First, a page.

I took a shortcut on a moonless Saigon night, long after curfew,
to elude MPs who would arrest me and cuff my hands.
I smiled remembering the prostitute I was with, the sweet
smell of her skin, and how she told me I had nice hands.
Refugees sleeping on the street rose like zombies begging
for food or money crying G.I.! G.I.! with outstretched hands.
I lived Catherine Deneuve's nightmare corridor walk in Repulsion
by Roman Polanski when out of the walls came reaching hands.
No faces, no bodies, just animated brown gloves on a green
screen, floating in the air with a mind of their own. Living hands.
I shouted at them to Back off! Get away from me! No! I made
my way through by pushing and punching with my hands.
I still told myself later, I had no choice. What else could I have done?
Yet I remain unconvinced and still hear voices from those hands.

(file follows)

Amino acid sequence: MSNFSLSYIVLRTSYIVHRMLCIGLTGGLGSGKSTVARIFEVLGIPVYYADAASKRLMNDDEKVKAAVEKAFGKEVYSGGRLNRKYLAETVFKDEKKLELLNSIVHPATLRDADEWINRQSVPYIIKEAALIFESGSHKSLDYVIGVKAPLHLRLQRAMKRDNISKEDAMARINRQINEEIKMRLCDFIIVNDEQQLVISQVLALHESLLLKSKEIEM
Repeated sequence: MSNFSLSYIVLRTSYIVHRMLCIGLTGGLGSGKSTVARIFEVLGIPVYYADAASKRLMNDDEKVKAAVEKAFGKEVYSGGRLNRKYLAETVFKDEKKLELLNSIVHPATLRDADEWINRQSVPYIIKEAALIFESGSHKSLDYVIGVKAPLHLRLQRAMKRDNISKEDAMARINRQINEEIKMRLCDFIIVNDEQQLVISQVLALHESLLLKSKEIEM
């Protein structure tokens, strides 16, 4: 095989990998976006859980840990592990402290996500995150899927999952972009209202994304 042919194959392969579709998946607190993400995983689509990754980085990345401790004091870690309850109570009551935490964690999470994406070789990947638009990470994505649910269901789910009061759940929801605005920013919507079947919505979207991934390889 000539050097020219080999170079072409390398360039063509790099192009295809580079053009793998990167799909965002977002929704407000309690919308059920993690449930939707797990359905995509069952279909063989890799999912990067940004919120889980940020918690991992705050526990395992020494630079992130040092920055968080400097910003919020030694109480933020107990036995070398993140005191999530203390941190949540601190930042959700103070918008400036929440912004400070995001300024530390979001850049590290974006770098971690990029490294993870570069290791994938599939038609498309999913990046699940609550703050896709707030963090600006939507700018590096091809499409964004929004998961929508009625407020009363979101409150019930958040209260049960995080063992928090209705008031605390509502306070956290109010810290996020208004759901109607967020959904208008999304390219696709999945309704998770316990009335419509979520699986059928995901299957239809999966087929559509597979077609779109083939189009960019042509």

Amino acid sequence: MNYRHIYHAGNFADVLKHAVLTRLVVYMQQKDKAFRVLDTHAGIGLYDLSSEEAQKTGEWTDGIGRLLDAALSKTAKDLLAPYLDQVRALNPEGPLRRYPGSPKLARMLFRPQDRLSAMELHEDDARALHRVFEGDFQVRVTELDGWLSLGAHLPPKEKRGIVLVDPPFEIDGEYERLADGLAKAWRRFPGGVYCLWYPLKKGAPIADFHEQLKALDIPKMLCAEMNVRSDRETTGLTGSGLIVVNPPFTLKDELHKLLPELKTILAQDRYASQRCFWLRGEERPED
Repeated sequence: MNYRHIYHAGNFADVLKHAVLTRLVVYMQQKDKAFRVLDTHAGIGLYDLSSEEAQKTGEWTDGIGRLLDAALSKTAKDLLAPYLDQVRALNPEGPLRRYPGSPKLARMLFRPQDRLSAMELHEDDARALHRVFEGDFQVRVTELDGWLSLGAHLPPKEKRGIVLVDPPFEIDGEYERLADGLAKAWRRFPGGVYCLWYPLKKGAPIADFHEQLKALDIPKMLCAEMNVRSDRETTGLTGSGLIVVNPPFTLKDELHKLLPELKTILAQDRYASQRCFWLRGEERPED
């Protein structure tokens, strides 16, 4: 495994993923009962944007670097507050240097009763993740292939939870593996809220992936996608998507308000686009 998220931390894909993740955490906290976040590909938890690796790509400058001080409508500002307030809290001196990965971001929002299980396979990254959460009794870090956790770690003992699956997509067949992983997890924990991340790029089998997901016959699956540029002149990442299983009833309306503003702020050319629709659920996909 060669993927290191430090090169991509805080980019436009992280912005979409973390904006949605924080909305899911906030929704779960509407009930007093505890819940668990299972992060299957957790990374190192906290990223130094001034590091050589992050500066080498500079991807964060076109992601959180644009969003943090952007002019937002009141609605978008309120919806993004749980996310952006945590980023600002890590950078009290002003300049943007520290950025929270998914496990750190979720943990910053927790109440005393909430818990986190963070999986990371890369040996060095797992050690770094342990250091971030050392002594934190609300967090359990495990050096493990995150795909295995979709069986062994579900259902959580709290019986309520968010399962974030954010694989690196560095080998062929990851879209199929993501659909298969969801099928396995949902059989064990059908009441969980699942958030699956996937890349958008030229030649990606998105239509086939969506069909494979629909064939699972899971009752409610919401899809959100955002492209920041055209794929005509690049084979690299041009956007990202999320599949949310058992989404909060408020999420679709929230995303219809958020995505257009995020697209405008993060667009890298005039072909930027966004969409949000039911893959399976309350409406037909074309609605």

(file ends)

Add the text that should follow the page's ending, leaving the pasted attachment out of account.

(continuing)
I take a pill each evening when I go to bed to clear my head.
But all the thoughts come back at night, especially those hands.
Jimmy Pappas served for the Air Force in Saigon from 1969 to 1970 as an English language instructor for South Vietnamese soldiers preparing to fly with American helicopter pilots. After his service, Jimmy received a Master's degree in English literature from Rivier University. He is a retired teacher whose poems have been published in several journals, including Atticus Review, Misfit Magazine, Kentucky Review, Cha: An Asian Literary Journal, Off the Coast, Boston Literary Magazine, and War, Literature and the Arts. He was a recent winner of the Poetry Society of New Hampshire's national contest. He is completing his first book of poetry based on his wartime experiences and those of fellow veterans who have shared their stories with him.